The culmination of almost two years of hard work for the ladies of Sowood WI has seen their project become a huge success.
The group launched their Poppy Trail to commemorate the 100th anniversary of the Great War ending and the lives of 99 local victims of the fighting.
Stemming from the idea of one of its members, to research the soldiers from the communities of Holywell Green, Stainland and Sowood who didn’t return from the war, the project was extended to provide a legacy in the form of mapped walking routes around the community taking in the homes of the fallen soldiers - walking in the steps of those young men, who had left this rural, and in many ways unchanged, community all those years before, and who hadn’t come back.
As the research began, so did the fundraising. From large scale craft markets to cake bakes and raffles, the ladies raised a magnificent £9000 to fund the project and with the funding in place, the planning for the Poppy Trail could be firmed up. It is the outcome of all this planning that was shared with the local community at the formal launch event.
Over the previous couple of weeks, the community has been festooned with poppies - hand crafted ones from the WI ladies and from the local ‘Crafty Dabbler’ handicraft group, with over 300 laminated ones designed and drawn by children at the two local primary schools.
More poignantly, and thanks to the cooperation of local residents, nearly 100 blue plaques have been placed in the windows, and ceramic poppies attached to the walls, of those homes to which the brave young men never returned.
In some cases, two or even three poppies are displayed, marking the double, or triple, sacrifice of a family who lost more than one son.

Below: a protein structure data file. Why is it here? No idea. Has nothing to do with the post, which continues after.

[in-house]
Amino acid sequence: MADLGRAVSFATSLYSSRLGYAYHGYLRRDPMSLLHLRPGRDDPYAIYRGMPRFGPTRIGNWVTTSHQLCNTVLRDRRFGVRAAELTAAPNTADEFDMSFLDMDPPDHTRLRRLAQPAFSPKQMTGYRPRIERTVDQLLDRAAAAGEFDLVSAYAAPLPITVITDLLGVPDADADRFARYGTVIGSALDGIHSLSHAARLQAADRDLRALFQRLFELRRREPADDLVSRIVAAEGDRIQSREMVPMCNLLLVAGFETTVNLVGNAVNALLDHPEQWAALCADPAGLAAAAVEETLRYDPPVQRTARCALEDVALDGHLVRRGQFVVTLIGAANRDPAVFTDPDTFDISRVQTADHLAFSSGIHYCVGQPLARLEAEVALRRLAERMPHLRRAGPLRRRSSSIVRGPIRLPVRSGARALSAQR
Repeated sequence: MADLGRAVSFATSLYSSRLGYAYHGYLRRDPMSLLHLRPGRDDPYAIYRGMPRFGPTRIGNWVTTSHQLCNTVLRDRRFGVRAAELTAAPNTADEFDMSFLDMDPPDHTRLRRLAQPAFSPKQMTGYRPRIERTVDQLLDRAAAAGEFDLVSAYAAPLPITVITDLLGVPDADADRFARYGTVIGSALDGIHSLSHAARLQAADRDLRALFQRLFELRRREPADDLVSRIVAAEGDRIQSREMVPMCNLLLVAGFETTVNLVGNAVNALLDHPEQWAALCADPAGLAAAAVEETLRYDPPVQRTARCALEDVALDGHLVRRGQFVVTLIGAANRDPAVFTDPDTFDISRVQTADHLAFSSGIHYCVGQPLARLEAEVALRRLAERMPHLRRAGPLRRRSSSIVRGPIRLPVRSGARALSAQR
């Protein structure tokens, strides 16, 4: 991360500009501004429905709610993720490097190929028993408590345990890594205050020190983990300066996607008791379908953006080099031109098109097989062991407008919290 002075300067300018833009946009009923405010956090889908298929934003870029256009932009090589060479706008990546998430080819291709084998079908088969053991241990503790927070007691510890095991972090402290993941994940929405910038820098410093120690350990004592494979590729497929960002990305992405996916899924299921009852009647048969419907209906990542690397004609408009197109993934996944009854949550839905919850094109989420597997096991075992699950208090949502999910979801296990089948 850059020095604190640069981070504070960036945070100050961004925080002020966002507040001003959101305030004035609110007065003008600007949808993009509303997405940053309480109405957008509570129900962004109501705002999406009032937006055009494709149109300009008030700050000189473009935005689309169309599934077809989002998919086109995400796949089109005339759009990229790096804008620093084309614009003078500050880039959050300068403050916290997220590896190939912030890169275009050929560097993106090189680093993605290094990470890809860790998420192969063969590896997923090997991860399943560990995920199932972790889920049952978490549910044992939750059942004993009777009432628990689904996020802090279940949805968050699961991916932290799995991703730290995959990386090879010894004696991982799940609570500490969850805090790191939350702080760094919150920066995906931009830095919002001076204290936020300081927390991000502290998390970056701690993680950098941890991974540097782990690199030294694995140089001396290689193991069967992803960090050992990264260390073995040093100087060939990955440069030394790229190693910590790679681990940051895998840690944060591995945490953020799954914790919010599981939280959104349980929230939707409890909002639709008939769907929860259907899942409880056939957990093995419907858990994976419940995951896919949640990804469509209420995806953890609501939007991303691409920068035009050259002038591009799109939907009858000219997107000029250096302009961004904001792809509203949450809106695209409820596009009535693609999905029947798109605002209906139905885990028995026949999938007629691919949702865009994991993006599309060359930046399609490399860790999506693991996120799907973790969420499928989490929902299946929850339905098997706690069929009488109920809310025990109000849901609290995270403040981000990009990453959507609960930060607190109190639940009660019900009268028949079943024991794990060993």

Over twenty new red and black benches and picnic tables have been sited around the route, offering an opportunity for rest and reflection.
In keeping with the WI’s stand on reducing plastic waste, these are made from recycled plastic.
Black silhouettes of soldiers have also been positioned, including one on the Sowood-Outlane boundary, which appears to be looking sadly at the real poppies still flowering in the ground.
The WI also managed to locate two WW1 memorial plaques from demolished chapels which have lain in storage with a local resident for over thirty years, and had them repositioned.
A marble triptych has been set in the cobbles, in front of a decorative bench, at the memorial in Stainland Recreation Ground and a large brass plaque now graces the main entrance at Bowling Green School, where many of the young men would have been educated.
The event on Sunday was attended by almost 300 people, including the Mayor and Mayoress of Calderdale, and began with a short commemorative service at Stainland Memorial led by Father Rodney Chapman who, together with local children, read a roll call of the 99 soldiers, many of them bearing names of families still living in the community.
The gathering were led in a rendition of the WI anthem, Jerusalem, before silence fell as the Last Post was played by a member of the local branch of the Royal British Legion.
After the service, the WI hosted an open afternoon at Sowood Community Centre. Naturally, first class tea and cakes were in abundance, but the main attraction was the research into the lives of the 99 soldiers.
Visitors were able to find familiar names and streets and see a month by month record of when the local boys had fallen. All this information has been compiled into books, copies of which will be given to the local schools, the churches and the library.
The blue plaques were displayed, as were details of the four walking routes, which can also be downloaded from Sowood WI’s website www.sowoodwi.com